There is yet a way to salvage the Golden Rule. As I pointed out in the first post, the GR is a makeshift remedy for failing to realize that one is treating the other person poorly. It thus admits ignorance and proposes a simple way out. At the same time, it presupposes power and love.
Now any type of ethical rule-following is never an end in itself but is a means to character-building. Following rules is intended to create a routine, then a lifestyle, and finally a set and permanent character or personality. “Human virtues” are an intermediate step between “human duties” and “human actions.” Duty is supposed to cement virtue which will then allow the person to seek narrow happiness.
Successful execution of the GR already requires a modicum of interest in other people and charity toward them. Following St. Thomas, call these “nurseries of virtue.”
Following the GR is expected to increase those. For example, it impels a person to engage with, to interact with others. If one is a hermit or loner, living in his private-idiotic isolation, then the GR can push him into communion with others.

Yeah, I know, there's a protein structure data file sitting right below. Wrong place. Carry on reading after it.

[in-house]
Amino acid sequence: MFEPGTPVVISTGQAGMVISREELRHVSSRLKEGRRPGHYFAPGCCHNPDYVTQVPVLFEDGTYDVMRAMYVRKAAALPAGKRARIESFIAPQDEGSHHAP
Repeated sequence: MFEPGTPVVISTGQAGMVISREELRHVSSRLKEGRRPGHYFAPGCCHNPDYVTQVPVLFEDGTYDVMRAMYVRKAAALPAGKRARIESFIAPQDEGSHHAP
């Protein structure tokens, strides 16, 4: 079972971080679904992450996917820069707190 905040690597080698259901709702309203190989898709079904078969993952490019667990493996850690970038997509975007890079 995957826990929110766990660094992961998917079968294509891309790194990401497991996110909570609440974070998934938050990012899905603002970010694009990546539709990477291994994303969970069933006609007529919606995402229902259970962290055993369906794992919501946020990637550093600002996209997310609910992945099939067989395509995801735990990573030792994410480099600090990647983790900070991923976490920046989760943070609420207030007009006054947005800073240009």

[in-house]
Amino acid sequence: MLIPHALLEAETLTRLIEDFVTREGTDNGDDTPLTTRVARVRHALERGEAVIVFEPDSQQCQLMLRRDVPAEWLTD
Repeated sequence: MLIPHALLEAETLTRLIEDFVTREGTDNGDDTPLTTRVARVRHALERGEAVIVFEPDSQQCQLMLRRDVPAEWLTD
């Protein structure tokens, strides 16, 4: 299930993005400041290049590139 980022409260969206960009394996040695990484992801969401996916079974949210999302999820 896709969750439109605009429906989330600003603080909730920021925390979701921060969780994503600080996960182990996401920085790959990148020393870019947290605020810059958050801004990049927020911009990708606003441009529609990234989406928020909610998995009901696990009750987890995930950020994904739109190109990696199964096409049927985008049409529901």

Again, treating others according to a rule is merely a proximate end; the GR has the potential to increase one’s charity. This potential varies; e.g., both autistic and psychopathic persons will have trouble abiding by the GR; the former, because they do not even realize other people have minds and are like them; the latter, because though they do realize that, they do not seem to care.
Consciously following the strictures of the GR can thereby increase both one’s power not to do evil and to do good and diminish one’s hatred for others and increase one’s love.
Update. Here is another way in which the GR can increase one’s virtue. A con man, Smith, reasons: “I want to be trusted, so that I can scam people. Therefore, I should trust other con men.” Since the conclusion is false, Smith must either abandon the GR or quit his job. If he is determined to abide by the GR, then he has no choice but to become an honest man.
But won’t the new GR look like this: “I want to be trusted; hence, I should trust other people, including con men”? Now that Smith is a really good man, he could reckon as follows: “As a trustworthy person, I like to be trusted. If I were not trustworthy, then I’d prefer, for my own sake, not to be trusted so that my power to do evil would be lessened. Therefore, I should trust other trustworthy people and not trust con men.”